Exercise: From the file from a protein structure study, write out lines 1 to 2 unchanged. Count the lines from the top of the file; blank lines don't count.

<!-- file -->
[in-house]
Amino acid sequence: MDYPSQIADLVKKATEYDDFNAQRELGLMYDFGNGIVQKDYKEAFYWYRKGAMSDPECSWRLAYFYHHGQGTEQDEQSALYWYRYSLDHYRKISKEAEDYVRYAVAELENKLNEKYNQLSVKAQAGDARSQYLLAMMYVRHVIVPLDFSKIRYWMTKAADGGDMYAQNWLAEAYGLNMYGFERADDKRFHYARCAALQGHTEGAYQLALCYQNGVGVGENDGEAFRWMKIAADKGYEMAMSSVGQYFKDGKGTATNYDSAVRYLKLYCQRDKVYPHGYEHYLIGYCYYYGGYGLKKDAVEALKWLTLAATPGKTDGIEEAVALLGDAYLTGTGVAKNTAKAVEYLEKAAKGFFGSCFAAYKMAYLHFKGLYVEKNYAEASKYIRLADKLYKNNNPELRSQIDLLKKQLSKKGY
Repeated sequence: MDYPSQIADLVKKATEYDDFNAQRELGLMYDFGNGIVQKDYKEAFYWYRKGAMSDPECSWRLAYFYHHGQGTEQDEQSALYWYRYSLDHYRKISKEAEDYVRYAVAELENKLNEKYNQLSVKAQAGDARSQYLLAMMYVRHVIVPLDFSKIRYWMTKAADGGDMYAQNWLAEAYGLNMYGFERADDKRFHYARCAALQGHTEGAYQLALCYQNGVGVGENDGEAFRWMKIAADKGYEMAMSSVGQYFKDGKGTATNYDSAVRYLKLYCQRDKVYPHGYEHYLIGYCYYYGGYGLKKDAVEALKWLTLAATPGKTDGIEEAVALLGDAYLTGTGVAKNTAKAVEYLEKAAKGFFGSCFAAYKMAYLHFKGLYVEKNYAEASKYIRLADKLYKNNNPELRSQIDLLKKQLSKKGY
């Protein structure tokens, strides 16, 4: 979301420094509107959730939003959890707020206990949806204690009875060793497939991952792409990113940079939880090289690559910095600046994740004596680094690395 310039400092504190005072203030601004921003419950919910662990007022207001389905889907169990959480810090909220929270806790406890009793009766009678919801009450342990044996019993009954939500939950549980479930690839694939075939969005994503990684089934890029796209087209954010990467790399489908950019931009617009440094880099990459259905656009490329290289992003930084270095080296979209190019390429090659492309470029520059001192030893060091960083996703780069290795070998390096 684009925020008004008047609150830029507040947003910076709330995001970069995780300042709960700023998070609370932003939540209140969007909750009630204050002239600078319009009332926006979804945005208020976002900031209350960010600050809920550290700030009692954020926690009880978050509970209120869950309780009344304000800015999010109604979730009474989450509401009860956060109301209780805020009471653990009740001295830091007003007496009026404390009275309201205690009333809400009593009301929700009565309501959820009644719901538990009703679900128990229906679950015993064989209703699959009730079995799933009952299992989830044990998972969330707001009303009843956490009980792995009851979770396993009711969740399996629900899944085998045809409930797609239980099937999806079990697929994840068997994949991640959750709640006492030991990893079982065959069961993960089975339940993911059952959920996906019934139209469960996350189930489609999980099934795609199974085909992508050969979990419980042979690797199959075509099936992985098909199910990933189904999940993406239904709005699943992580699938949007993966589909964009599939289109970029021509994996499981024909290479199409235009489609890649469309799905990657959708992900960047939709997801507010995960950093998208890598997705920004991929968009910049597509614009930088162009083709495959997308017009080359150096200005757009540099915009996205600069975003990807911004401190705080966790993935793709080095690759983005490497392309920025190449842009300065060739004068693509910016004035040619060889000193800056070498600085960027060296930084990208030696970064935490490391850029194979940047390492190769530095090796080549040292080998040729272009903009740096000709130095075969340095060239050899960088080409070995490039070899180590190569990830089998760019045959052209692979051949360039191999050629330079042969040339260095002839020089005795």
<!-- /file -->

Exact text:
[in-house]
Amino acid sequence: MDYPSQIADLVKKATEYDDFNAQRELGLMYDFGNGIVQKDYKEAFYWYRKGAMSDPECSWRLAYFYHHGQGTEQDEQSALYWYRYSLDHYRKISKEAEDYVRYAVAELENKLNEKYNQLSVKAQAGDARSQYLLAMMYVRHVIVPLDFSKIRYWMTKAADGGDMYAQNWLAEAYGLNMYGFERADDKRFHYARCAALQGHTEGAYQLALCYQNGVGVGENDGEAFRWMKIAADKGYEMAMSSVGQYFKDGKGTATNYDSAVRYLKLYCQRDKVYPHGYEHYLIGYCYYYGGYGLKKDAVEALKWLTLAATPGKTDGIEEAVALLGDAYLTGTGVAKNTAKAVEYLEKAAKGFFGSCFAAYKMAYLHFKGLYVEKNYAEASKYIRLADKLYKNNNPELRSQIDLLKKQLSKKGY